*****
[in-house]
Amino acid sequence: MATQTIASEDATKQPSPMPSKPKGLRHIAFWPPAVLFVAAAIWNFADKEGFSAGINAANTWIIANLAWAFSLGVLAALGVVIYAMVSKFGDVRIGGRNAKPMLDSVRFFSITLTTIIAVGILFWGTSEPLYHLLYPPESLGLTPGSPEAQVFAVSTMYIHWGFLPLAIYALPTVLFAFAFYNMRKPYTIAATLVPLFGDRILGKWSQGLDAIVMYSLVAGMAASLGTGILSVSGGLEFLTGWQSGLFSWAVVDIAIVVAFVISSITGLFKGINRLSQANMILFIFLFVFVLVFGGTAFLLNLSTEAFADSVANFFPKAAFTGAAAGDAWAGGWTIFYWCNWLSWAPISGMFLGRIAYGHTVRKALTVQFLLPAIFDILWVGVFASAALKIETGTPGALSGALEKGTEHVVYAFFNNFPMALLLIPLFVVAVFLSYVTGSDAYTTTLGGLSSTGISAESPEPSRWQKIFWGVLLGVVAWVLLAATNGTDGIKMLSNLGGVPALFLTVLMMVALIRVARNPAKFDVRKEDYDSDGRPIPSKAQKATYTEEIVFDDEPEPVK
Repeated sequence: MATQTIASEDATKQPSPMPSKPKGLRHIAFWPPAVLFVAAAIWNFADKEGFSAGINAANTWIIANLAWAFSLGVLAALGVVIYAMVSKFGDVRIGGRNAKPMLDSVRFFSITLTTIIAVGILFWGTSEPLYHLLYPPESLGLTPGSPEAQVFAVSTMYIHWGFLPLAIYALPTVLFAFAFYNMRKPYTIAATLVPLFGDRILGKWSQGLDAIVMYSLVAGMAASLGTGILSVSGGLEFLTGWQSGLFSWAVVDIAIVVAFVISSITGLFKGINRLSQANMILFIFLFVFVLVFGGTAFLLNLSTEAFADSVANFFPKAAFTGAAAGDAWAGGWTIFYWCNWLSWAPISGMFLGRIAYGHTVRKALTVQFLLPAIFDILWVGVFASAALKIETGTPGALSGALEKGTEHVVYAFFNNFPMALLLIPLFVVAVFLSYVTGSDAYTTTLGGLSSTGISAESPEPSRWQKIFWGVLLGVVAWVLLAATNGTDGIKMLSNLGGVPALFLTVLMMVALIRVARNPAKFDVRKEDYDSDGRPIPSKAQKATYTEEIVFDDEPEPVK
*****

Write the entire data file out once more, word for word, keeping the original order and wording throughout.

[in-house]
Amino acid sequence: MATQTIASEDATKQPSPMPSKPKGLRHIAFWPPAVLFVAAAIWNFADKEGFSAGINAANTWIIANLAWAFSLGVLAALGVVIYAMVSKFGDVRIGGRNAKPMLDSVRFFSITLTTIIAVGILFWGTSEPLYHLLYPPESLGLTPGSPEAQVFAVSTMYIHWGFLPLAIYALPTVLFAFAFYNMRKPYTIAATLVPLFGDRILGKWSQGLDAIVMYSLVAGMAASLGTGILSVSGGLEFLTGWQSGLFSWAVVDIAIVVAFVISSITGLFKGINRLSQANMILFIFLFVFVLVFGGTAFLLNLSTEAFADSVANFFPKAAFTGAAAGDAWAGGWTIFYWCNWLSWAPISGMFLGRIAYGHTVRKALTVQFLLPAIFDILWVGVFASAALKIETGTPGALSGALEKGTEHVVYAFFNNFPMALLLIPLFVVAVFLSYVTGSDAYTTTLGGLSSTGISAESPEPSRWQKIFWGVLLGVVAWVLLAATNGTDGIKMLSNLGGVPALFLTVLMMVALIRVARNPAKFDVRKEDYDSDGRPIPSKAQKATYTEEIVFDDEPEPVK
Repeated sequence: MATQTIASEDATKQPSPMPSKPKGLRHIAFWPPAVLFVAAAIWNFADKEGFSAGINAANTWIIANLAWAFSLGVLAALGVVIYAMVSKFGDVRIGGRNAKPMLDSVRFFSITLTTIIAVGILFWGTSEPLYHLLYPPESLGLTPGSPEAQVFAVSTMYIHWGFLPLAIYALPTVLFAFAFYNMRKPYTIAATLVPLFGDRILGKWSQGLDAIVMYSLVAGMAASLGTGILSVSGGLEFLTGWQSGLFSWAVVDIAIVVAFVISSITGLFKGINRLSQANMILFIFLFVFVLVFGGTAFLLNLSTEAFADSVANFFPKAAFTGAAAGDAWAGGWTIFYWCNWLSWAPISGMFLGRIAYGHTVRKALTVQFLLPAIFDILWVGVFASAALKIETGTPGALSGALEKGTEHVVYAFFNNFPMALLLIPLFVVAVFLSYVTGSDAYTTTLGGLSSTGISAESPEPSRWQKIFWGVLLGVVAWVLLAATNGTDGIKMLSNLGGVPALFLTVLMMVALIRVARNPAKFDVRKEDYDSDGRPIPSKAQKATYTEEIVFDDEPEPVK